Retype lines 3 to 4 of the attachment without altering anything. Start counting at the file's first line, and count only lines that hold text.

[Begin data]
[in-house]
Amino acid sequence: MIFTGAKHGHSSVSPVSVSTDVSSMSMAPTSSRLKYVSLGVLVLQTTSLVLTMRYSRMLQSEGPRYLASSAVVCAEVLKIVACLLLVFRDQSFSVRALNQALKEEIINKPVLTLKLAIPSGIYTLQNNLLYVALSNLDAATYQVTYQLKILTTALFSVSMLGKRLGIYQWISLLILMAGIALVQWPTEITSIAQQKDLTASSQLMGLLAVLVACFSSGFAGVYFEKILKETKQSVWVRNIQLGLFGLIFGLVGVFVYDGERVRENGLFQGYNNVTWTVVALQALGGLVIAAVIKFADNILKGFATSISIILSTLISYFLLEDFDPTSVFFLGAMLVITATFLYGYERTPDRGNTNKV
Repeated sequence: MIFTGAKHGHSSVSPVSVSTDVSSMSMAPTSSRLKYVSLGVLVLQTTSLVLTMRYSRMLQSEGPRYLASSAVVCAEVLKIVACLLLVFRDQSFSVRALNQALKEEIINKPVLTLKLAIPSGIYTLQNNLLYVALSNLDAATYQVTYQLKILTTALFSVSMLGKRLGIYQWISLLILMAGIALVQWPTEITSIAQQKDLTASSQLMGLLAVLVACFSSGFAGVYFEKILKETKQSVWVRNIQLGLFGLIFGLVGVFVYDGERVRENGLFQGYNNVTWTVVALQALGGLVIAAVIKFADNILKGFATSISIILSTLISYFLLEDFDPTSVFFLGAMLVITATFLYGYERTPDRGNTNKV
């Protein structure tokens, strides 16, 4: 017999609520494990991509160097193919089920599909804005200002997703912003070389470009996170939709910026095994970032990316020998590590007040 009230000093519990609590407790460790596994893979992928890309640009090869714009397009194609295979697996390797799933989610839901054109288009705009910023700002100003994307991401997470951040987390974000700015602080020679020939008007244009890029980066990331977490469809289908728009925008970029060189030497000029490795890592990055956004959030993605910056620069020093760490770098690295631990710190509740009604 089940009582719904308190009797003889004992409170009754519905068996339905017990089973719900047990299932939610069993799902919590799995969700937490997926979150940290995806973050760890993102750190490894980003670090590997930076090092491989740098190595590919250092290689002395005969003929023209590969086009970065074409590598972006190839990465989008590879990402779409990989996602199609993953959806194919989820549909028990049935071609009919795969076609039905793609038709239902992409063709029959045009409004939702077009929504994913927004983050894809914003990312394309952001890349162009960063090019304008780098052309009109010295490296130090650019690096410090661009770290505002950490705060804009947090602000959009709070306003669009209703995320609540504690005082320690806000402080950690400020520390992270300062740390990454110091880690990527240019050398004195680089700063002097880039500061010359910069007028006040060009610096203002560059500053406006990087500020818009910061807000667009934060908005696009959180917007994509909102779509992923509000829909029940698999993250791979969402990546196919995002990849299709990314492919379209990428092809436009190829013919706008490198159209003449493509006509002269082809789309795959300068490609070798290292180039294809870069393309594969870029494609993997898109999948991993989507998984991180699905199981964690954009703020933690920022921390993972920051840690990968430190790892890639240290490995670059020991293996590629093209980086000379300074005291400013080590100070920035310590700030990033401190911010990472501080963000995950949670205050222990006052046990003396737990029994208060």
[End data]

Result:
Repeated sequence: MIFTGAKHGHSSVSPVSVSTDVSSMSMAPTSSRLKYVSLGVLVLQTTSLVLTMRYSRMLQSEGPRYLASSAVVCAEVLKIVACLLLVFRDQSFSVRALNQALKEEIINKPVLTLKLAIPSGIYTLQNNLLYVALSNLDAATYQVTYQLKILTTALFSVSMLGKRLGIYQWISLLILMAGIALVQWPTEITSIAQQKDLTASSQLMGLLAVLVACFSSGFAGVYFEKILKETKQSVWVRNIQLGLFGLIFGLVGVFVYDGERVRENGLFQGYNNVTWTVVALQALGGLVIAAVIKFADNILKGFATSISIILSTLISYFLLEDFDPTSVFFLGAMLVITATFLYGYERTPDRGNTNKV
């Protein structure tokens, strides 16, 4: 017999609520494990991509160097193919089920599909804005200002997703912003070389470009996170939709910026095994970032990316020998590590007040 009230000093519990609590407790460790596994893979992928890309640009090869714009397009194609295979697996390797799933989610839901054109288009705009910023700002100003994307991401997470951040987390974000700015602080020679020939008007244009890029980066990331977490469809289908728009925008970029060189030497000029490795890592990055956004959030993605910056620069020093760490770098690295631990710190509740009604 089940009582719904308190009797003889004992409170009754519905068996339905017990089973719900047990299932939610069993799902919590799995969700937490997926979150940290995806973050760890993102750190490894980003670090590997930076090092491989740098190595590919250092290689002395005969003929023209590969086009970065074409590598972006190839990465989008590879990402779409990989996602199609993953959806194919989820549909028990049935071609009919795969076609039905793609038709239902992409063709029959045009409004939702077009929504994913927004983050894809914003990312394309952001890349162009960063090019304008780098052309009109010295490296130090650019690096410090661009770290505002950490705060804009947090602000959009709070306003669009209703995320609540504690005082320690806000402080950690400020520390992270300062740390990454110091880690990527240019050398004195680089700063002097880039500061010359910069007028006040060009610096203002560059500053406006990087500020818009910061807000667009934060908005696009959180917007994509909102779509992923509000829909029940698999993250791979969402990546196919995002990849299709990314492919379209990428092809436009190829013919706008490198159209003449493509006509002269082809789309795959300068490609070798290292180039294809870069393309594969870029494609993997898109999948991993989507998984991180699905199981964690954009703020933690920022921390993972920051840690990968430190790892890639240290490995670059020991293996590629093209980086000379300074005291400013080590100070920035310590700030990033401190911010990472501080963000995950949670205050222990006052046990003396737990029994208060």